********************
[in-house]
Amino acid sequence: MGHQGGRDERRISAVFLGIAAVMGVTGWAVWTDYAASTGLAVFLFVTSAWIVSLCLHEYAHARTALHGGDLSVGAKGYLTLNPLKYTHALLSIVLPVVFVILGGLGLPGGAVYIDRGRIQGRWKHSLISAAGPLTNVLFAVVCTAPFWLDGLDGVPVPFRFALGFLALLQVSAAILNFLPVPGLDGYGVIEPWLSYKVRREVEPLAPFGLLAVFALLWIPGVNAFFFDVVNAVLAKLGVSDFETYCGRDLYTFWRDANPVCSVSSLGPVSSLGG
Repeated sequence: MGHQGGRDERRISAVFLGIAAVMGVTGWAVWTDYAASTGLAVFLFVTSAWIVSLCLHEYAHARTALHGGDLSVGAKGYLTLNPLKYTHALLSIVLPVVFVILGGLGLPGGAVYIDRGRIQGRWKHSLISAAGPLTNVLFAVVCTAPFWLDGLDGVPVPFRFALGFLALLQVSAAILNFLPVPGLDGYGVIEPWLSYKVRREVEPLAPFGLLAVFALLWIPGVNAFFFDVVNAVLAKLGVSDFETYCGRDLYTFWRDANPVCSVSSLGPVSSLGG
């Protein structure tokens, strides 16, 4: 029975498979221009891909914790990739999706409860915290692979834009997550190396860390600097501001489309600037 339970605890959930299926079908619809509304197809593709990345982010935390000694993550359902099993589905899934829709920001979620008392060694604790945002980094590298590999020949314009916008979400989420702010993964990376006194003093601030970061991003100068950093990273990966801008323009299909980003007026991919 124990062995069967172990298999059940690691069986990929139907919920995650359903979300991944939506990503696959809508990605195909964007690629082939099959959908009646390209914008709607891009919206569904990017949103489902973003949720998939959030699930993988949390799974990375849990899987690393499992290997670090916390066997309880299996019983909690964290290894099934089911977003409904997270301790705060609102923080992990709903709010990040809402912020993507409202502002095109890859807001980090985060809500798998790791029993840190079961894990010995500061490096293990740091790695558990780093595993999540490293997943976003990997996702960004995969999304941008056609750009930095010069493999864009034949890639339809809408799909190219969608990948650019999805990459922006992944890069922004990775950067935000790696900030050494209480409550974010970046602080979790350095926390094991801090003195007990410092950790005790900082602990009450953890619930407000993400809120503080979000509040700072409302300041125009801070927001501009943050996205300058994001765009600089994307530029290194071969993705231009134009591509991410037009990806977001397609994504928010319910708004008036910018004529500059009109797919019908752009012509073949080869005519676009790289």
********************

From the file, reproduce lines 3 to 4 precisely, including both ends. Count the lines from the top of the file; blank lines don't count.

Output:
Repeated sequence: MGHQGGRDERRISAVFLGIAAVMGVTGWAVWTDYAASTGLAVFLFVTSAWIVSLCLHEYAHARTALHGGDLSVGAKGYLTLNPLKYTHALLSIVLPVVFVILGGLGLPGGAVYIDRGRIQGRWKHSLISAAGPLTNVLFAVVCTAPFWLDGLDGVPVPFRFALGFLALLQVSAAILNFLPVPGLDGYGVIEPWLSYKVRREVEPLAPFGLLAVFALLWIPGVNAFFFDVVNAVLAKLGVSDFETYCGRDLYTFWRDANPVCSVSSLGPVSSLGG
């Protein structure tokens, strides 16, 4: 029975498979221009891909914790990739999706409860915290692979834009997550190396860390600097501001489309600037 339970605890959930299926079908619809509304197809593709990345982010935390000694993550359902099993589905899934829709920001979620008392060694604790945002980094590298590999020949314009916008979400989420702010993964990376006194003093601030970061991003100068950093990273990966801008323009299909980003007026991919 124990062995069967172990298999059940690691069986990929139907919920995650359903979300991944939506990503696959809508990605195909964007690629082939099959959908009646390209914008709607891009919206569904990017949103489902973003949720998939959030699930993988949390799974990375849990899987690393499992290997670090916390066997309880299996019983909690964290290894099934089911977003409904997270301790705060609102923080992990709903709010990040809402912020993507409202502002095109890859807001980090985060809500798998790791029993840190079961894990010995500061490096293990740091790695558990780093595993999540490293997943976003990997996702960004995969999304941008056609750009930095010069493999864009034949890639339809809408799909190219969608990948650019999805990459922006992944890069922004990775950067935000790696900030050494209480409550974010970046602080979790350095926390094991801090003195007990410092950790005790900082602990009450953890619930407000993400809120503080979000509040700072409302300041125009801070927001501009943050996205300058994001765009600089994307530029290194071969993705231009134009591509991410037009990806977001397609994504928010319910708004008036910018004529500059009109797919019908752009012509073949080869005519676009790289």